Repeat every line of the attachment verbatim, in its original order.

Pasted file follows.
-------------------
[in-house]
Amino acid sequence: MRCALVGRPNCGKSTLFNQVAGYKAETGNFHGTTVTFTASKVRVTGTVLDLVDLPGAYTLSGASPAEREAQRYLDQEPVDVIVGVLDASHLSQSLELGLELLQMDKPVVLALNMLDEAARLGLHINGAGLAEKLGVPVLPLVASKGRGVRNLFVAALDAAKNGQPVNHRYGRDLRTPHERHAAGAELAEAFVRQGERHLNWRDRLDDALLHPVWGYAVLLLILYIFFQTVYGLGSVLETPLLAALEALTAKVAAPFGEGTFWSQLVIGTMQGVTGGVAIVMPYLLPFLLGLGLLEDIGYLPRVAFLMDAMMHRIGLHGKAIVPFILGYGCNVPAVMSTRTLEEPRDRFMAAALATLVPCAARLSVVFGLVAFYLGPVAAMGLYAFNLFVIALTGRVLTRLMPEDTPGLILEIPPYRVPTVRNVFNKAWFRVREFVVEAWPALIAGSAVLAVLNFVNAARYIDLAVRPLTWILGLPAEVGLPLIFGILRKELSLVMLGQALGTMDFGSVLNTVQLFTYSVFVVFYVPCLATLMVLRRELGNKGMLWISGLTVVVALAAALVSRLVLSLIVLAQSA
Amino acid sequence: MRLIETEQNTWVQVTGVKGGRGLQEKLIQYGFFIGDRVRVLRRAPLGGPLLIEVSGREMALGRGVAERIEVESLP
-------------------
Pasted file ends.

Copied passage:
[in-house]
Amino acid sequence: MRCALVGRPNCGKSTLFNQVAGYKAETGNFHGTTVTFTASKVRVTGTVLDLVDLPGAYTLSGASPAEREAQRYLDQEPVDVIVGVLDASHLSQSLELGLELLQMDKPVVLALNMLDEAARLGLHINGAGLAEKLGVPVLPLVASKGRGVRNLFVAALDAAKNGQPVNHRYGRDLRTPHERHAAGAELAEAFVRQGERHLNWRDRLDDALLHPVWGYAVLLLILYIFFQTVYGLGSVLETPLLAALEALTAKVAAPFGEGTFWSQLVIGTMQGVTGGVAIVMPYLLPFLLGLGLLEDIGYLPRVAFLMDAMMHRIGLHGKAIVPFILGYGCNVPAVMSTRTLEEPRDRFMAAALATLVPCAARLSVVFGLVAFYLGPVAAMGLYAFNLFVIALTGRVLTRLMPEDTPGLILEIPPYRVPTVRNVFNKAWFRVREFVVEAWPALIAGSAVLAVLNFVNAARYIDLAVRPLTWILGLPAEVGLPLIFGILRKELSLVMLGQALGTMDFGSVLNTVQLFTYSVFVVFYVPCLATLMVLRRELGNKGMLWISGLTVVVALAAALVSRLVLSLIVLAQSA
Amino acid sequence: MRLIETEQNTWVQVTGVKGGRGLQEKLIQYGFFIGDRVRVLRRAPLGGPLLIEVSGREMALGRGVAERIEVESLP